Today after work, on my way to fetch some Children's Tylenol for my friend whose five year old is languishing under the dire effects of the chicken pox ("But Mom, I haven't even been AROUND any chickens!"), I finally Stopped.
Countless times I have passed The Antique Place that looks inviting, like a portal into colonial life or some strange equally romantic notion. Stopping for The Antique Place isn't easy because it's on the Other Side of the highway, which may as well be Pink Floyd's Other Side of the Moon when you have to go to the stoplight, turn around, and come back. Nevertheless I made it - "one small step for woman...one giant step for womankind."
Instantly I was enraptured. If The Antique Place had been a man it would've been one heck of a first date. It wasn't just Aunt LuLu's cracked plates shoved into a numbered booth at an antique mall. These pieces were fine. Austere. Comfy. Orderly. Well-worn. Pristine. All of the above. But mostly, they were inviting: Take me home! Sit on me! Warn children away from me! Of COURSE we two lamps are worth our nine hundred dollar sticker, we look like we climbed out of Lewis's woods in the wardrobe in search of fauns to watch over! And so on.
The lamps captured me. But they seemed slightly (slightly?!?) extravagant, almost too fine (almost, anyway), and, anyway, I was only window shopping.
Besides, I had already seen It.
It was love at first sight. I have never beheld an object so randomly and been so deeply moved in such an innoculous setting. One expects rich experiences in cathedrals or graveyards. This was The Antique Place. And when I saw the chest, my face instantaneously responded the way it does whether you want it to or not when you see That Someone.
It was several feet long. It had carving. Hand wrought iron hardware. But the most captivating feature appeared in three simple initials, and a year: M.A.D. 1767. I was surprised to find tears springing to my eyes, and I somehow got over to it and immediately had to feel it, clasp the iron handle, note the indentation where the handle ground into the oak as it was lifted in travel. It was a blanket chest - the surest indicator of home, a blanket.
I opened the lid. It smelt sweet, of years and fragrance and ancient lumber that held sweet memories and warm embraces. It held the scent of pies infused into the surface and around the crevices as some woman had Kept House in the company of this chest. But for all of the sentimental woolgathering that I am capable of, I still find myself unable to explain the tears in my eyes when I saw my old friend.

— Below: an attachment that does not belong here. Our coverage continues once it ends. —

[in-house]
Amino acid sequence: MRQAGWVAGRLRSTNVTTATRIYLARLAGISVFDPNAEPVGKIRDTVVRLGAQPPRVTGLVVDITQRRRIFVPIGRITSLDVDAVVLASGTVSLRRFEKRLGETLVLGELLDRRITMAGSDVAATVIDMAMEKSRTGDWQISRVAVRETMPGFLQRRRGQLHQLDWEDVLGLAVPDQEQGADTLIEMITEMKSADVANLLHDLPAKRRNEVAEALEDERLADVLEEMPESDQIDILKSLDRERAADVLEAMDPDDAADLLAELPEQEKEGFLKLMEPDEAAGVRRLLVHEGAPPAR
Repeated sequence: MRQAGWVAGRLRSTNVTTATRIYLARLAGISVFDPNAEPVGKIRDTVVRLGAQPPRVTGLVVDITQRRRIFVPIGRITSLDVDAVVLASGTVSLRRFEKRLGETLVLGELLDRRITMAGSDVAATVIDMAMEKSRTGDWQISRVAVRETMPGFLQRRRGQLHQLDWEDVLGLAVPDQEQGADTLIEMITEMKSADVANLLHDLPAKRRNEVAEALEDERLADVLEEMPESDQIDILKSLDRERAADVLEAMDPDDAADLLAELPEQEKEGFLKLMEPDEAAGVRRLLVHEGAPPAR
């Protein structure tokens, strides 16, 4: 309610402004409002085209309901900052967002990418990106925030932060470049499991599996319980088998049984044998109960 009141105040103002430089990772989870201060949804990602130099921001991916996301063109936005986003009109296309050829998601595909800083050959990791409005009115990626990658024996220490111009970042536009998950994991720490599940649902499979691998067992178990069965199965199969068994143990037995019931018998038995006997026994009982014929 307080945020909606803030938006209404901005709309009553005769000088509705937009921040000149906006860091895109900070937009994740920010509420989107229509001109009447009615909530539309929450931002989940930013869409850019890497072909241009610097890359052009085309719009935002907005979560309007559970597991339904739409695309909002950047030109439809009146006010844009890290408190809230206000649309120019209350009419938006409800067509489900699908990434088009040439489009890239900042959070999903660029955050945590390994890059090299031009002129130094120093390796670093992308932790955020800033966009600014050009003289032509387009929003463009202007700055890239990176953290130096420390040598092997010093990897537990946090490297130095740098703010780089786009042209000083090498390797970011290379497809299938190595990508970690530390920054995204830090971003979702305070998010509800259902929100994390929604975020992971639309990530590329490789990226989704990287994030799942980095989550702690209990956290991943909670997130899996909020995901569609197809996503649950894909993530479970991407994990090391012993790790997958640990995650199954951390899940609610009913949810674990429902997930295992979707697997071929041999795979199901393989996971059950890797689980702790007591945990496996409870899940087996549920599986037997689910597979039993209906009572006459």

That's the way it felt - my old friend. If I were more of a mystic I would think that my ancestors had known this trunk, or known its owner. 1767. When Americans were Englishmen and our flag did not yet herald a rookie nation. 1767. When American women were pioneers and world travelers and Puritan and Presbyterian and when childbirth was always natural. 1767. Sublimity in The Antique Place? The trunk was not a Michaelangelo. Mystical experience in The Antique Place? A trunk is hardly Sacred Writ. Profound discovery in the Antique Place?...yes. 1767 forged a new bond in 2006, and I needed it to.
Beauty is more than the eye of the beholder, but The Trunk reminded me that women have been sewing blankets far longer than I have taken shelter under them; woodworking lasts. I have never, by the way, been So Moved by a plastic Tupperware storage container lining the shelves at Wal-Mart. Maybe I just needed to sense an object of permanence - after all, I am in the midst of moving, and this year has been sketched in various shades of turbulence and upheaval. Or maybe, M.A.D. and I would have been friends. Maybe we will be someday. Maybe when I get to heaven I'll eventually shout, "who lost a trunk? I found it. And thank you."